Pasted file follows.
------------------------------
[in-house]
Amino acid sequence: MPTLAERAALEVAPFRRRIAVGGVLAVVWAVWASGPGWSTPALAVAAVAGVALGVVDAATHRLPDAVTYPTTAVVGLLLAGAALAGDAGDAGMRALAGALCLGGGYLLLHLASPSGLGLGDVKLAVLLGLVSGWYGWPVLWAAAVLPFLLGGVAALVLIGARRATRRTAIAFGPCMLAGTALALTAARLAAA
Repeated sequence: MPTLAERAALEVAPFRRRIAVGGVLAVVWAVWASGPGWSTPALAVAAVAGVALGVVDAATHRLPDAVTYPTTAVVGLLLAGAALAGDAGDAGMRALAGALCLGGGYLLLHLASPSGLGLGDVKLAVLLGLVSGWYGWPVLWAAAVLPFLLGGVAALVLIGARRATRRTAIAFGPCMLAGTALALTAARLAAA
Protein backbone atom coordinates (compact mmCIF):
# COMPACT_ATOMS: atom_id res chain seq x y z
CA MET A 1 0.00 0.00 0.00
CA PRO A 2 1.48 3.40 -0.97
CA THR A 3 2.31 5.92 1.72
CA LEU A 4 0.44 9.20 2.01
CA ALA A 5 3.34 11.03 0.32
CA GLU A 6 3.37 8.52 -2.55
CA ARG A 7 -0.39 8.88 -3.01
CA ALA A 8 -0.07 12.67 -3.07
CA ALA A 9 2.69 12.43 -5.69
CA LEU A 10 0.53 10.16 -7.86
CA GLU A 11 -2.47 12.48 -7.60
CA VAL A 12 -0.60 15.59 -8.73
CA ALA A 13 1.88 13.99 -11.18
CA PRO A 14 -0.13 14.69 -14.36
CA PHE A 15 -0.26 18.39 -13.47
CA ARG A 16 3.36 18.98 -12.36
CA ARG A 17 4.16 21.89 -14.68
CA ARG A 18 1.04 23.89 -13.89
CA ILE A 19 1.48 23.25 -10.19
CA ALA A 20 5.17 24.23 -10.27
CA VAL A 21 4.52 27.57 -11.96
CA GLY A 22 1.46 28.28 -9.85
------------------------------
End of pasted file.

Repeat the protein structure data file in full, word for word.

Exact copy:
[in-house]
Amino acid sequence: MPTLAERAALEVAPFRRRIAVGGVLAVVWAVWASGPGWSTPALAVAAVAGVALGVVDAATHRLPDAVTYPTTAVVGLLLAGAALAGDAGDAGMRALAGALCLGGGYLLLHLASPSGLGLGDVKLAVLLGLVSGWYGWPVLWAAAVLPFLLGGVAALVLIGARRATRRTAIAFGPCMLAGTALALTAARLAAA
Repeated sequence: MPTLAERAALEVAPFRRRIAVGGVLAVVWAVWASGPGWSTPALAVAAVAGVALGVVDAATHRLPDAVTYPTTAVVGLLLAGAALAGDAGDAGMRALAGALCLGGGYLLLHLASPSGLGLGDVKLAVLLGLVSGWYGWPVLWAAAVLPFLLGGVAALVLIGARRATRRTAIAFGPCMLAGTALALTAARLAAA
Protein backbone atom coordinates (compact mmCIF):
# COMPACT_ATOMS: atom_id res chain seq x y z
CA MET A 1 0.00 0.00 0.00
CA PRO A 2 1.48 3.40 -0.97
CA THR A 3 2.31 5.92 1.72
CA LEU A 4 0.44 9.20 2.01
CA ALA A 5 3.34 11.03 0.32
CA GLU A 6 3.37 8.52 -2.55
CA ARG A 7 -0.39 8.88 -3.01
CA ALA A 8 -0.07 12.67 -3.07
CA ALA A 9 2.69 12.43 -5.69
CA LEU A 10 0.53 10.16 -7.86
CA GLU A 11 -2.47 12.48 -7.60
CA VAL A 12 -0.60 15.59 -8.73
CA ALA A 13 1.88 13.99 -11.18
CA PRO A 14 -0.13 14.69 -14.36
CA PHE A 15 -0.26 18.39 -13.47
CA ARG A 16 3.36 18.98 -12.36
CA ARG A 17 4.16 21.89 -14.68
CA ARG A 18 1.04 23.89 -13.89
CA ILE A 19 1.48 23.25 -10.19
CA ALA A 20 5.17 24.23 -10.27
CA VAL A 21 4.52 27.57 -11.96
CA GLY A 22 1.46 28.28 -9.85